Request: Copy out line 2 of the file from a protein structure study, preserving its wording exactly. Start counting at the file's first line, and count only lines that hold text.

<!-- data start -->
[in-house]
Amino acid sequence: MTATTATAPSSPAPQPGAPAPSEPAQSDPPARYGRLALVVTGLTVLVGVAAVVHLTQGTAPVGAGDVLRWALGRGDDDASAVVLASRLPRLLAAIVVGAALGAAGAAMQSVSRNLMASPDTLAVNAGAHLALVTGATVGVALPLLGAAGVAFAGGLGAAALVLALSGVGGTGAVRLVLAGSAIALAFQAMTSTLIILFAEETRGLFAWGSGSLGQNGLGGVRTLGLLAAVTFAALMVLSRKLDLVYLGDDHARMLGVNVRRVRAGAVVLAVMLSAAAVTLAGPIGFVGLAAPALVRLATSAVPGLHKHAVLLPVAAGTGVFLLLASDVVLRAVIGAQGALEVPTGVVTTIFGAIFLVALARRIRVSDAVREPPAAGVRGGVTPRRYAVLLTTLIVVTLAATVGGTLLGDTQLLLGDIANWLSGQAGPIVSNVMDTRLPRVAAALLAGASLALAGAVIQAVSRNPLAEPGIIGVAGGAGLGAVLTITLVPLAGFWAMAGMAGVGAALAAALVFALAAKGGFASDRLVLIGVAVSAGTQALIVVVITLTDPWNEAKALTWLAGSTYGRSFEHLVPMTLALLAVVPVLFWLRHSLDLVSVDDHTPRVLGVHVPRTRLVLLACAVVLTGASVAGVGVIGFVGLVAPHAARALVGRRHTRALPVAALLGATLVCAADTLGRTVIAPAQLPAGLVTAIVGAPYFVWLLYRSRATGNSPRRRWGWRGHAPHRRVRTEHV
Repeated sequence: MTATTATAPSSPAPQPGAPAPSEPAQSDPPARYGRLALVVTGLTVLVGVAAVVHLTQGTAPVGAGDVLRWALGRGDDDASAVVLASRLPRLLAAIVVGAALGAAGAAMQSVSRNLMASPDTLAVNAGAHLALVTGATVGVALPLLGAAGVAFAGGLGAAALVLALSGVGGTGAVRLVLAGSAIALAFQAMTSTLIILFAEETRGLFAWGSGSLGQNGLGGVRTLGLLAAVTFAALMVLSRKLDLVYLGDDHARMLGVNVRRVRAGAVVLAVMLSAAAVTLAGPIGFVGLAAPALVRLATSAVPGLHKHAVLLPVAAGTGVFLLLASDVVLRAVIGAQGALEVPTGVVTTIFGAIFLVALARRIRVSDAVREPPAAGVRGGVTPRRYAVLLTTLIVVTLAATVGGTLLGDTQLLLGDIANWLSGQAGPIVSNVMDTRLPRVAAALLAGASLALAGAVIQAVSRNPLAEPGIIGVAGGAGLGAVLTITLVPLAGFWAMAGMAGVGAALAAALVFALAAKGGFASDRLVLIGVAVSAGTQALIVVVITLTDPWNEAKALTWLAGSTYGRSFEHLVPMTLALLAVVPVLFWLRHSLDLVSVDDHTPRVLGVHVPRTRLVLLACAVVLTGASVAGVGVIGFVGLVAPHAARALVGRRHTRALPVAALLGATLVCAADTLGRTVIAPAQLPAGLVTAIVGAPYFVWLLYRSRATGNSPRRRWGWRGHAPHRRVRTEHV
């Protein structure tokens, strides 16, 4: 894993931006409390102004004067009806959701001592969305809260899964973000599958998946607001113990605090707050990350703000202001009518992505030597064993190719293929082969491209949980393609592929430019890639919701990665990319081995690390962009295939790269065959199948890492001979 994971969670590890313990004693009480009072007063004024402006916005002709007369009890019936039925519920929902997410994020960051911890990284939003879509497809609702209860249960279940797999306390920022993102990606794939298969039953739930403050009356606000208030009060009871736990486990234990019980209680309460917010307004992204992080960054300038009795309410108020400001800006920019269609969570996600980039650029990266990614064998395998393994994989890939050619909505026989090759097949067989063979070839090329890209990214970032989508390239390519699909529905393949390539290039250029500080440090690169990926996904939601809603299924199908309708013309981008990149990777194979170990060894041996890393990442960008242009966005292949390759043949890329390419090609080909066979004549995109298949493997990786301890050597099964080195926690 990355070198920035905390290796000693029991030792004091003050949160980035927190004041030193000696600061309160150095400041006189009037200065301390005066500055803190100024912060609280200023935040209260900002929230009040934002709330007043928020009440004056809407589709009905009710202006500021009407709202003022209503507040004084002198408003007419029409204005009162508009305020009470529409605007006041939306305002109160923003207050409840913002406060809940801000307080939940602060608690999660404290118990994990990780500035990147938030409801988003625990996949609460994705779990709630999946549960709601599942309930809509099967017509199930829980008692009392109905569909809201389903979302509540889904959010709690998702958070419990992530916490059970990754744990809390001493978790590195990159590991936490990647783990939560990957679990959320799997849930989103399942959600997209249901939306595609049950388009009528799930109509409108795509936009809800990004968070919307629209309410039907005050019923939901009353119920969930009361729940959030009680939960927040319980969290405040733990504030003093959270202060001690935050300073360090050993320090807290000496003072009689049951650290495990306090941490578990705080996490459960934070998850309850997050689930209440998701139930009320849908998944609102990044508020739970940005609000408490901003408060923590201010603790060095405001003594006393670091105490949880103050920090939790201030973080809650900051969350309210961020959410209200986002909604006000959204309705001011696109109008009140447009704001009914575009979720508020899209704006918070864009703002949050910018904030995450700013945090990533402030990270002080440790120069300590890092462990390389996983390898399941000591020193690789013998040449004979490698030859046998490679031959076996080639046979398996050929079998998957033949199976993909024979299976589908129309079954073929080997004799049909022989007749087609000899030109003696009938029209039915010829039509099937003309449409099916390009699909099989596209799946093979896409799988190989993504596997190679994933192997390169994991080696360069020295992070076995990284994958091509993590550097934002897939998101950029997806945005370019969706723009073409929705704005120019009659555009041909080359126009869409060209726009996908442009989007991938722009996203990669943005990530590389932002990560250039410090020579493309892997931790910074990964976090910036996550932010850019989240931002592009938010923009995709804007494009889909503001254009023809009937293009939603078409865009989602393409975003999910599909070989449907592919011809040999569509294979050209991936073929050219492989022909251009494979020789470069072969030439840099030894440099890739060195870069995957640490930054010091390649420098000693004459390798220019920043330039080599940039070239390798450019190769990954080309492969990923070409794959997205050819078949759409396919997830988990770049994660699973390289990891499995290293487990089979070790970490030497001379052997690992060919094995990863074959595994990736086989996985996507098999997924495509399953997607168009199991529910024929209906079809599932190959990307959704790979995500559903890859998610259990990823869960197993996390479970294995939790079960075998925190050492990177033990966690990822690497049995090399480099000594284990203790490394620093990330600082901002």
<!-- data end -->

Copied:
Amino acid sequence: MTATTATAPSSPAPQPGAPAPSEPAQSDPPARYGRLALVVTGLTVLVGVAAVVHLTQGTAPVGAGDVLRWALGRGDDDASAVVLASRLPRLLAAIVVGAALGAAGAAMQSVSRNLMASPDTLAVNAGAHLALVTGATVGVALPLLGAAGVAFAGGLGAAALVLALSGVGGTGAVRLVLAGSAIALAFQAMTSTLIILFAEETRGLFAWGSGSLGQNGLGGVRTLGLLAAVTFAALMVLSRKLDLVYLGDDHARMLGVNVRRVRAGAVVLAVMLSAAAVTLAGPIGFVGLAAPALVRLATSAVPGLHKHAVLLPVAAGTGVFLLLASDVVLRAVIGAQGALEVPTGVVTTIFGAIFLVALARRIRVSDAVREPPAAGVRGGVTPRRYAVLLTTLIVVTLAATVGGTLLGDTQLLLGDIANWLSGQAGPIVSNVMDTRLPRVAAALLAGASLALAGAVIQAVSRNPLAEPGIIGVAGGAGLGAVLTITLVPLAGFWAMAGMAGVGAALAAALVFALAAKGGFASDRLVLIGVAVSAGTQALIVVVITLTDPWNEAKALTWLAGSTYGRSFEHLVPMTLALLAVVPVLFWLRHSLDLVSVDDHTPRVLGVHVPRTRLVLLACAVVLTGASVAGVGVIGFVGLVAPHAARALVGRRHTRALPVAALLGATLVCAADTLGRTVIAPAQLPAGLVTAIVGAPYFVWLLYRSRATGNSPRRRWGWRGHAPHRRVRTEHV